Weekly reads: BioCardia, HeLa suit, illegal bio lab in CA

A days ago the news came about Mesoblast not getting FDA approval for its MSC product for GvHD. The MSC area has had a rough few years with various clinical trials including for COVID. The “stem cells for heart disease” arena has also had a tough time. Here’s more news along these lines: BioCardia pauses enrollment in PhIII trial of heart failure stem cell therapy, EndPoints. 

A review board said the trial of the product CardiAMP was unlikely to succeed. (You might find this broader look to be useful: Stem cell therapy for heart disease: what you need to know.) Here’s the trial listing on Clinicaltrials.gov. BioCardia also has an MSC product called CardiAllo, which is a lab-expanded investigational allogeneic cell therapy.

mesenchymal cells, MSCs, mesenchymal stem cells, multipotent stem cells, MSC
Human MSC or mesenchymal cell cultures grown in the Knoepfler lab are good examples of multipotent stem cells. So far clinical trials on MSCs have not yielded an approved product in the US, but many trials continue.

More recommended reads

Illegal medical lab containing bioengineered mice and infectious agents including HIV and herpes discovered in California, Insider. What in the world were these folks thinking? Apparently the Feds are investigating this crazy situation. From coverage:

“The lab was run under a company called Prestige Biotech unlicensed for business in California, whose president Xiuquin Yao said was a successor to the now-defunct company Universal Meditech Inc.”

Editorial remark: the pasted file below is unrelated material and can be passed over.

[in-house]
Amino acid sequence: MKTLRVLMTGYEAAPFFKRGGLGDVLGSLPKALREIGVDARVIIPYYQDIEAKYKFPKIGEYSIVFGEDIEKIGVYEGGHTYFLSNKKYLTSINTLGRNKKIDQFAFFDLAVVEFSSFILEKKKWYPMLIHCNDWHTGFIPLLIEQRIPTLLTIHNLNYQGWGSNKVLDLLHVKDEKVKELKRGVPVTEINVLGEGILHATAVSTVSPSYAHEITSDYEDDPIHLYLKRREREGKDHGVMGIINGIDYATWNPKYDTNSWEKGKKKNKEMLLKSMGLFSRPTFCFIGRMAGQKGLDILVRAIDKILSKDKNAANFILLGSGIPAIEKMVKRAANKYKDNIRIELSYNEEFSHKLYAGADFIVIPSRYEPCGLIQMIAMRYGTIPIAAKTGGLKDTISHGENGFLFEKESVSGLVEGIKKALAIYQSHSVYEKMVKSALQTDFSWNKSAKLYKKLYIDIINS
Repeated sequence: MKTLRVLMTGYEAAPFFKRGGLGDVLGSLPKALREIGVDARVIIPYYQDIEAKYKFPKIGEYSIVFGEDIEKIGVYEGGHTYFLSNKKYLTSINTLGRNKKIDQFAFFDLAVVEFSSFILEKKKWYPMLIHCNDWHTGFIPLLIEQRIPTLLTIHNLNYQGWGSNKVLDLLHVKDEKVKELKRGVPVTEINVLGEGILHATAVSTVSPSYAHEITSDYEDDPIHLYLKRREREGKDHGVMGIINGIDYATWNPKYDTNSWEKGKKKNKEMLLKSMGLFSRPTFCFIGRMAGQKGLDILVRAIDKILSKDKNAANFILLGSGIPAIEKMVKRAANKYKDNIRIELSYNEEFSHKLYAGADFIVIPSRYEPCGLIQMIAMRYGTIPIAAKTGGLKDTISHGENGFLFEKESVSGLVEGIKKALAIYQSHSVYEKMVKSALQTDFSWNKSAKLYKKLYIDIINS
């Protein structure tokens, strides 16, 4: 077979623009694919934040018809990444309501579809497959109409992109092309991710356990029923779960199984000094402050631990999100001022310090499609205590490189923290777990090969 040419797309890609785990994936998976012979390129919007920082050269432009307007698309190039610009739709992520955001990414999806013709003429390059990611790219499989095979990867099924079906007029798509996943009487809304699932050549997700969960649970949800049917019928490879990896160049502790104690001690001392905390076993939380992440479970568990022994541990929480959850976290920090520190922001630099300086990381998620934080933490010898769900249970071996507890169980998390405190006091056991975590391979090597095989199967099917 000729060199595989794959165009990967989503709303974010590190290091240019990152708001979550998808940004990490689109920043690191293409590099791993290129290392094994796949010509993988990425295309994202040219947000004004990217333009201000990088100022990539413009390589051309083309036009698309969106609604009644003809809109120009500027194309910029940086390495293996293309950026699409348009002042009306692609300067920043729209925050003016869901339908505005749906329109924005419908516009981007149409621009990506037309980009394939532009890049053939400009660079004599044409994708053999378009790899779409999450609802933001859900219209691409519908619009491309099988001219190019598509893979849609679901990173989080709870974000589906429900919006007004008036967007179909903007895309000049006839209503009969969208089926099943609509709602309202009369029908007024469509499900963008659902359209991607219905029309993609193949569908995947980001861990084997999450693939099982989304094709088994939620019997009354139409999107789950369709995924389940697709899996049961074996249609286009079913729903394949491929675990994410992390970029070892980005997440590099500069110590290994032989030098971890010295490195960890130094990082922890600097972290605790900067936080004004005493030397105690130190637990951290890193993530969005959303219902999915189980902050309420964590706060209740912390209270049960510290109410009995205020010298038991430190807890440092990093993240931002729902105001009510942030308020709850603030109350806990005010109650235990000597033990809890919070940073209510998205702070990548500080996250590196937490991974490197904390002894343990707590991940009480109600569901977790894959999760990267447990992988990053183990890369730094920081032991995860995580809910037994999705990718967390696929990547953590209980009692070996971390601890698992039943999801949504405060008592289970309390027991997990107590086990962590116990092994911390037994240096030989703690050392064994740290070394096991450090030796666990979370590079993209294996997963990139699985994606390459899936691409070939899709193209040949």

In vivo Delivery of Therapeutic Molecules by Transplantation of Genome-Edited Induced Pluripotent Stem Cells, Cell Transplantation. Notably, all the transplanted mice got teratoma. Could pre-differentiation address this issue for more translational potential? It’s still intriguing to think about cellular delivery of drugs in vivo.

Stem Cell Therapy May Restore Fertility After Ovarian Failure, Technology Networks.

Science Corrects Itself, Right? A Scandal at Stanford Says It Doesn’t, Sci Am. This piece centers on the resignation of Marc Tessier-Lavigne, Stanford’s president over serious publication issues.

Brian Culley, Lineage Cell Therapeutics
Brian Culley, CEO of Lineage Cell Therapeutics.

Lineage Cell CEO says that cell therapy isn’t about the ‘magic’ of stem cells – it’s about how you control them, Longevity.Technology. This is an interesting interview with Brian Culley. I agree there’s too much hype out there.

In my view, one of the traps is some cell therapy biotechs taking a spaghetti-against-the-wall approach of throwing their investigational cell therapy against too many health conditions in trials, some of which don’t have as solid rationales.

Leave a Reply